Light emitting diodes, chips that emanate light, are ideal in almost every way. They use about one-eight of the power of regular light bulbs. They can emit light in a wide variety of colors and tones. They don't contain mercury or harmful gases. And you only need to replace them every decade or so – too bad that a single bulb costs nearly as much as a new pair of $100 running shoes.
Bridgelux hopes to erode that problem with a new way to package LEDS that substantially reduces the cost and number of components. The company's LED Arrays consist of several LEDs under a single phosphor-coated lens. The Arrays are about the size of a button or nickel, depending on the number of LEDs. If you look closely at the photos on the right, you can make out the rows of chips underneath the yellow lens. (Note: the LEDs emit blue light; the lens filters it to white.)
By contrast, conventional LEDs come in individual glass bulbs that get wired separately to a larger circuit board.
With this sort of condominium-style packaging, Bridgelux can sell an 800-lumen part, which will emit about the same amount of light as a 60-watt bulb, for $8 to $16 in volume quantities, depending on the color tone and quality of the light. A complete bulb built around one of these parts in the not distant future could sell for as low as $26 if everything goes Bridgelux's way.
Even if that price can't be hit right away, bulbs based on the Arrays could reduce the return on investment for LED bulbs from the current four to five years to one to two, he said.
"There is a lot of extra stuff and a lot of extra steps" in traditional LED light fixtures, he said. "We think that can delay time to market."
You might not know it, but you're living through a revolution in how your home or office will be illuminated. Rising electricity prices, environmental regulations and rapid innovation is expected to cause a massive shift in the industry. Today's bulbs -- one of the last vestiges of the vacuum tube era – will give way to LEDs, plasma lights, OLEDs and even new types of energy-efficient fluorescents, say proponents.
The turnover in some vertical segments could be quick. For several years, cities tested traffic lights powered by LEDs. Then, in the earlier part of the decade, the ROI dropped to around nine months.
"When the payback hit nine months, it went crazy," Scott said. "It flipped in a matter of six to eight months. Boom. That was it."
Bridgelux will initially target the commercial market and mostly attempt to displace halogen and incandescent bulbs. A single Array might only use five to 20 watts, versus the 35 to 150 watts an incandescent or halogen bulb light might use.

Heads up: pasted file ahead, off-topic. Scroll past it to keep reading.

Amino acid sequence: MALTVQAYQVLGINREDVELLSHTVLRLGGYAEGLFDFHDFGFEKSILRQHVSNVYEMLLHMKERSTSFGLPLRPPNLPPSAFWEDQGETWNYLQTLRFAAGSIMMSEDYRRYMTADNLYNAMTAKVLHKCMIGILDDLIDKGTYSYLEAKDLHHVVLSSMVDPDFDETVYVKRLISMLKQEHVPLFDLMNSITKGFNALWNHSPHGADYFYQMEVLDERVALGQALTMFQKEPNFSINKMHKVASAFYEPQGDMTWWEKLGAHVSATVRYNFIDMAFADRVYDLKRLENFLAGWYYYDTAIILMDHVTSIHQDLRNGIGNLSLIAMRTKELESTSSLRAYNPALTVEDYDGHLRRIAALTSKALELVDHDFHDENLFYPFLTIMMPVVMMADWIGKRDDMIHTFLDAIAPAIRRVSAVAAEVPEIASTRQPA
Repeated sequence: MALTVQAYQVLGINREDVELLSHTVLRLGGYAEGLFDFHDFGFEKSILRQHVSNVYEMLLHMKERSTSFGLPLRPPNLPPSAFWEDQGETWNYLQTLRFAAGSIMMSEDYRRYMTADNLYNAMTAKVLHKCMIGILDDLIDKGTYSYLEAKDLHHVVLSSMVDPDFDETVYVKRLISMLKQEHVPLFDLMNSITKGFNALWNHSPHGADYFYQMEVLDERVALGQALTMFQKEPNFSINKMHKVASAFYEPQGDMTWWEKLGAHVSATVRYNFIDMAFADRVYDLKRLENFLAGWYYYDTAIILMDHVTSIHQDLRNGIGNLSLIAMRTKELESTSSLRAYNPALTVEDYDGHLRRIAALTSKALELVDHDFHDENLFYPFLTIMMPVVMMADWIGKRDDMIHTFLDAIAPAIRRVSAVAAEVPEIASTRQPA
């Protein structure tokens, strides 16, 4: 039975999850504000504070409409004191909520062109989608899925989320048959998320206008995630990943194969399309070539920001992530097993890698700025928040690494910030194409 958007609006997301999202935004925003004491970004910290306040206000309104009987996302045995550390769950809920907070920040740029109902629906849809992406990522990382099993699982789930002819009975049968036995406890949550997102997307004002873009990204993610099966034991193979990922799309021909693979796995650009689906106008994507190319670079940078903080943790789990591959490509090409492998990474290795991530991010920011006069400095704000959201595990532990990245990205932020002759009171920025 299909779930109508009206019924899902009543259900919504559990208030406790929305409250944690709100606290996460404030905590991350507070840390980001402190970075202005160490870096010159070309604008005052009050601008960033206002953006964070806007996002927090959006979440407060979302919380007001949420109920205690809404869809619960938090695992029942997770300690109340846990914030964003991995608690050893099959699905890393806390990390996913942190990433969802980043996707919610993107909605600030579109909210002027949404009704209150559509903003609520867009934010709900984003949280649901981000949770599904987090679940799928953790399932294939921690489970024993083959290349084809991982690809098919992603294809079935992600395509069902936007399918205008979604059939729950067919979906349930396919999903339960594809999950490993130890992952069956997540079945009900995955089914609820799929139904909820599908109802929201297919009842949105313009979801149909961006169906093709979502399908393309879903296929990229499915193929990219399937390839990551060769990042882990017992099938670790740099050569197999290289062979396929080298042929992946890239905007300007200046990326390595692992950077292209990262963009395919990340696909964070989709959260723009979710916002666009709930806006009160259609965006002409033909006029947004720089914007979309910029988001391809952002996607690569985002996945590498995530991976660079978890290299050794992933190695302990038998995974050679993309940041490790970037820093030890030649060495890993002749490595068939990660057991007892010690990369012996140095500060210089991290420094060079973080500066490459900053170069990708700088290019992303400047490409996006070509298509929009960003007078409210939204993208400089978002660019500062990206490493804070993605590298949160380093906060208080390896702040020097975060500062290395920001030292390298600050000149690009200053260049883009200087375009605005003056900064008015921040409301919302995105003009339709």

How does the math work? LED lights cost more – a 60 watt equivalent LED right now might cost $82 versus $1 to $3 for a an incandescent or a halogen. After two years, the electricity, maintenance and bulb costs for an LED might come to $96 compared to $80 or $90 for conventional bulbs. A tough choice. But if Bridgelux can drop the price of LED bulbs to $30 or $40, their bulb will only have total cost of $44 or $54 after two years, or half the conventional bulbs. Call the sales guy.
Getting into the consumer market will take longer. Compact florescent lights are actually somewhat cheap already and only use about twice the amount of power as LEDs. Thus, the cost argument doesn't work. But CFLS contain mercury, they don't last as long and the Web is filled with comments about people wondering what to do with their old CFLs. Bridgelux CEO Mark Swoboda told us last year that the price ceiling for consumers is around $25, which will still take some work (see Green Light post).
Policy will also help. The E.U. has passed regulations for phasing out incandescent bulbs starting in 2010. In the U.S. the phase-out starts in 2012. By 2012, the LED lamp and bulb market could climb to $10 billion.
The company plans to manufacture a wide variety of LED arrays. The basic versions will emit 400 lumens of light (about the same as a 40-watt bulb), 800 lumens (close to a 60-watt bulb), 1,200 (100 watts) or 2,000 lumens (the kind of thing you see in illuminating purses and shoes in stores).
These different bulbs will also be available in different tones as well: warm (the tone most people like in their homes in North America), medium (similar to the florescent bulb in your office) and cool (that bluish light often associated with LEDs). Cool light is actually somewhat popular in China, Scott noted. The country doesn't have a long history with incandescent bulbs, which give off a warm light. In North America, cool light is gaining acceptance for outdoor applications light streetlights but still somewhat unpopular for interior lighting.
"Your skin looks sickly and your meat looks overdone" under the cool light emitted from inexpensive LEDs, he said.
Bridgelux will also do custom versions of its arrays. It might cost more, but if a high-end retailer wants 900-lumen bulbs with a cool light tinted with red, it will be able to get it. Several studies show that lighting can impact retail sales.
While many believe LEDs will eventually become a standard, competition between technologies continues. LED makers are also going to have to craft strategies that aren't self-defeating. If your bulb lasts 10 years, you can't count on a replacement market. Philips, the world's largest bulb maker, for instance, says it plans on expanding into making lamps and complete light fixtures so it can capture more revenue at the time of sale. To date, Bridgelux has only concentrated on the LED chip itself, so these new products really represent a shift into the higher-revenue market.